Why not create a value-added program that combines both Cisco funds and appropriately skilled employees to the start-ups that the company chooses to fund? Mr. Chambers has said repeatedly that Cisco employees (~65k people) are the company’s greatest asset, so here’s an opportunity to tap your number one resource.

    How do you find the best-fit talent? Last year Cisco asked all employees to update their skills and experience in the company HR database, so you already have an easy way to search for and match the current talent needs of start-ups (demand) with the Cisco employee talent pool (supply).

    Therefore, I challenge Cisco to think beyond merely attempting to replicate a legacy angel/VC funding model for new IoE related business opportunities, by creating something more imaginative — fully utilizing a huge asset that most angel investors and VCs can’t offer.

    This is your big chance to try something innovative, and re-imagine how Cisco can leverage ALL it’s assets to reap the raw potential of the Internet of Everything upside opportunity.

    Be bold, by being differentiated in your approach. That’s what people expect from Cisco. Myself included.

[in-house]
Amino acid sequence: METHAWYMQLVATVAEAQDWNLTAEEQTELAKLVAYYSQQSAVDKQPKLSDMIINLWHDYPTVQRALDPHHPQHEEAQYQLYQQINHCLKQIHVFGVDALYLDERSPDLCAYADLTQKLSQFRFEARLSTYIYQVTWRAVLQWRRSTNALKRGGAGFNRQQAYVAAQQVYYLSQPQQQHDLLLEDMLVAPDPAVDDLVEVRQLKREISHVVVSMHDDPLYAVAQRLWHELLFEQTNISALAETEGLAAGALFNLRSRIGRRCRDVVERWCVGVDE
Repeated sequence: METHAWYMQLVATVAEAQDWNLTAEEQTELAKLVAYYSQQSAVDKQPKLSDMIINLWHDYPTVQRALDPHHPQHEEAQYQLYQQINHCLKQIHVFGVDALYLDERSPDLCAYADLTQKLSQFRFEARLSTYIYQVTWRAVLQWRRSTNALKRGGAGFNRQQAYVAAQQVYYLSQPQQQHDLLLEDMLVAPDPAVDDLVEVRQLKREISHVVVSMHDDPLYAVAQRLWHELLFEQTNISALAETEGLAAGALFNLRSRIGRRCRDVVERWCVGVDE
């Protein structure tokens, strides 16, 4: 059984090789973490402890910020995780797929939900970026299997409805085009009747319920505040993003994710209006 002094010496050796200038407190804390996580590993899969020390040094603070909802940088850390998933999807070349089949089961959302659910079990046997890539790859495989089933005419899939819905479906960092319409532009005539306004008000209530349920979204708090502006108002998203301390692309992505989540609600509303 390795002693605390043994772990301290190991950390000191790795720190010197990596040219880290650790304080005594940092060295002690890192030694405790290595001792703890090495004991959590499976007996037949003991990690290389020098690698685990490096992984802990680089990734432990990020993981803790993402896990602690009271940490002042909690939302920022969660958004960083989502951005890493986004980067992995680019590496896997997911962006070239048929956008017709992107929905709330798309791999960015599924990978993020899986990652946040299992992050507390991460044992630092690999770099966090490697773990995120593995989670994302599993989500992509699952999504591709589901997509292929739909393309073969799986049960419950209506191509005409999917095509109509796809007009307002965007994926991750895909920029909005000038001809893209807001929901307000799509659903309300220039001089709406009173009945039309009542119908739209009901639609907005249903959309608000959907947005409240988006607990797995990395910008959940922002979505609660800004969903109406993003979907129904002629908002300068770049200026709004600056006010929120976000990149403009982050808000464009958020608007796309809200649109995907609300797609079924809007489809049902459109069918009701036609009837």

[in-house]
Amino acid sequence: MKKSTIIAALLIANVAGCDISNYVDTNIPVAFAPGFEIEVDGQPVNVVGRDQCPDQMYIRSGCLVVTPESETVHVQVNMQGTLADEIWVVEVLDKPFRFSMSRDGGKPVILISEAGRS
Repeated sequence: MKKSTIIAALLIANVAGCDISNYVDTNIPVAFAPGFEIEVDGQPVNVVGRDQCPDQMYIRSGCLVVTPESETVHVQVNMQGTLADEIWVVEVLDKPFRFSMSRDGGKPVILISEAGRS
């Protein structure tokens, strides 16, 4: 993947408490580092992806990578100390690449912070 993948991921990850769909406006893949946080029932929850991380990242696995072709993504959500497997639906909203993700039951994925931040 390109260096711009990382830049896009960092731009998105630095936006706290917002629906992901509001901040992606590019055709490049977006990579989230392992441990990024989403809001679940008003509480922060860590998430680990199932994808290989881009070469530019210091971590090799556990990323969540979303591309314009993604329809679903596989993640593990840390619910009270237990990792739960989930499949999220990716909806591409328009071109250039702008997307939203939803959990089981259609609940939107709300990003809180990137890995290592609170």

• Thank you for your comments. As a strategic investor, I think it’s actually crucial for Cisco to both gain new insights as well as to provide valuable development, commercial, and other benefits to portfolio companies. Therefore, in each of our investments, whether venture fund designed to find innovation in far-flung geographies or start-ups right here in Silicon Valley which may have close adjacencies to Cisco, we require active engagement from talented Cisco people across engineering, sales, services and other functions to learn from AND add value to our investments. It’s simply what we require as we set out on journeys together with our entrepreneurs and partners. In the coming months, we will be sharing more about how we intend to enhance our already strong engagement with our portfolio. Check back here regularly for more details as they become available.

      • Thank you for your thoughtful response to my points, Hilton. I’ll continue to follow this story, because it’s of great interest to me (I’m a Cisco shareholder).

        Perhaps in future posts you could outline some of the IoE related start-up back-stories — i.e. how Cisco employees are helping these early-stage companies to gain momentum with their product and market development activities.

        I’m eager to learn more about these new upside opportunities, and how the key parts of the business (Cisco subject-matter expert talent) are actively engaged in supporting this long-term IoE growth effort.